New Delhi: The imminent change of guard at Rashtrapati Bhavan has meant that all political roads, at least for two days, lead to the capital.
A convergence of political leaders on this scale, where the occasion is more a platform for hobnobbing, was last witnessed when Narendra Modi took oath as Prime Minister. The big do organised by the National Democratic Alliance (NDA) to record the rollout of the goods and services tax did not match up as several political parties chose to skip it.
On Tuesday, president-elect Ram Nath Kovind, the candidate backed by the National Democratic Alliance (NDA) will be formally sworn in as the 14th President of India.
On the sidelines, leaders are expected to engage informally to exchange notes on the latest political encounter between the government and the opposition: the choice of the president. Not only did the opposition fail to put up a credible challenge, it also suffered the ignominy of cross-voting from within its ranks.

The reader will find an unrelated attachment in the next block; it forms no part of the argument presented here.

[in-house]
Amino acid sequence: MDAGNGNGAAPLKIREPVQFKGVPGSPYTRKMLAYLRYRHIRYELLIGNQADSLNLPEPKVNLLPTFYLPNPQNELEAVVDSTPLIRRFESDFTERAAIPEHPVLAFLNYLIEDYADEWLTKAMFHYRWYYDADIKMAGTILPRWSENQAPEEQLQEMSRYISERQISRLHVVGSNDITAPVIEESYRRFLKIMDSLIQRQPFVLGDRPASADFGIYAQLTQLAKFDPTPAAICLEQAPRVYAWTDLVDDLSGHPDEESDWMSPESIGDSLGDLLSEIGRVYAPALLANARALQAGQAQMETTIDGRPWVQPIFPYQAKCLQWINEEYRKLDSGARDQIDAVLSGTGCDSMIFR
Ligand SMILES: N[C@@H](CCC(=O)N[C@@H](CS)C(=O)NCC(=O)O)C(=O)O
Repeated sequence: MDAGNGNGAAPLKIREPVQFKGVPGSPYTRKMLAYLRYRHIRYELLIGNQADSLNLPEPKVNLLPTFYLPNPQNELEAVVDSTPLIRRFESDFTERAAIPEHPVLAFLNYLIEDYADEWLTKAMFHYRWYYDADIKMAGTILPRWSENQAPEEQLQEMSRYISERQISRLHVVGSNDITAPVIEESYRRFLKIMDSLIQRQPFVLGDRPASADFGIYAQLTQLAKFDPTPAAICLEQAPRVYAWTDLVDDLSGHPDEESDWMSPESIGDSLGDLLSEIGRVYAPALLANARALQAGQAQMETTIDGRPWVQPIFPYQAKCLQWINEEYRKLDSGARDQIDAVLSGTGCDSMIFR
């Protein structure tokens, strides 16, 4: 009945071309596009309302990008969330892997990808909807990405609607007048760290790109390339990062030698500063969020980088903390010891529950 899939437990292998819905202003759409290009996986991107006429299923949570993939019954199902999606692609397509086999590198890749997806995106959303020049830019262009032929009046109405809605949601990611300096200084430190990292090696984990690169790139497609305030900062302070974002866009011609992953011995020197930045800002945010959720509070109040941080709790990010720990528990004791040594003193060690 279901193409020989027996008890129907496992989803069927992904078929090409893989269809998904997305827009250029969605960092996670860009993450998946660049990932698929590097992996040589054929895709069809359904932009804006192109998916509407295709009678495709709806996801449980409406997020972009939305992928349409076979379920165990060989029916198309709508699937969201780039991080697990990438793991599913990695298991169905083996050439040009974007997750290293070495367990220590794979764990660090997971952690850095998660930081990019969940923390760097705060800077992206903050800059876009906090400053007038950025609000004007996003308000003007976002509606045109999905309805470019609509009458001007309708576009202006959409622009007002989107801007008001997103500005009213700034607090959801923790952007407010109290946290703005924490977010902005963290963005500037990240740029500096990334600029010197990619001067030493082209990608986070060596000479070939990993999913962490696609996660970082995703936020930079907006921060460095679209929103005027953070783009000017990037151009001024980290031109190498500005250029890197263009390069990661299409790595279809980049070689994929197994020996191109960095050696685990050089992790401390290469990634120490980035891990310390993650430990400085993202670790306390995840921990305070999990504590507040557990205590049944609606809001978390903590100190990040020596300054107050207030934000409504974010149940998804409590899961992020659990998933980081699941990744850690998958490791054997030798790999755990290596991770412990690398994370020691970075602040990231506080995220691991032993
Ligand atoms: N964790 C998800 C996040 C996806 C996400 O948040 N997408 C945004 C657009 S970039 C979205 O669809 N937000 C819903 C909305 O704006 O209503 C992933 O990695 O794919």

Kovind won two-thirds of electoral college votes, helping the ruling Bharatiya Janata Party (BJP) to extend its dominance both inside and outside Parliament. Several non-NDA parties, which have been critical of the Union government opted to vote for Kovind and not Meira Kumar, former Lok Sabha Speaker and the opposition candidate.
The political parties breaking the opposition ranks and supporting Kovind included the Janata Dal (United) or JD(U), a section of Samajwadi Party (SP), both factions of All India Anna Dravida Munnetra Kazagham (AIADMK), a section of Nationalist Congress Party (NCP), Biju Janata Dal (BJD) and Telangana Rashtriya Samiti (TRS) and YSR Congress.
BJP claims that at least 116 opposition members of Parliament (MPs) and members of legislative assembly (MLAs) cross-voted in favour of Kovind.
Chief Justice of India J.S. Khehar will be swearing in the new President.
The ceremony will be attended by Prime Minister Narendra Modi , cabinet ministers and opposition party leaders. The chief ministers of various states including Bihar’s Nitish Kumar and West Bengal’s Mamata Banerjee are expected to be in attendance.
Analysts are not surprised that the occasion, ostensibly apolitical, will trigger some political confabulations on the side.
“Democratic traditions say that once elected to the post of President, a person is no longer a member of a political party. However, there is politics around the office of President and expectations (from different political parties) don’t cease to exist,” said Abhay Kumar Dubey, a New Delhi-based political analyst.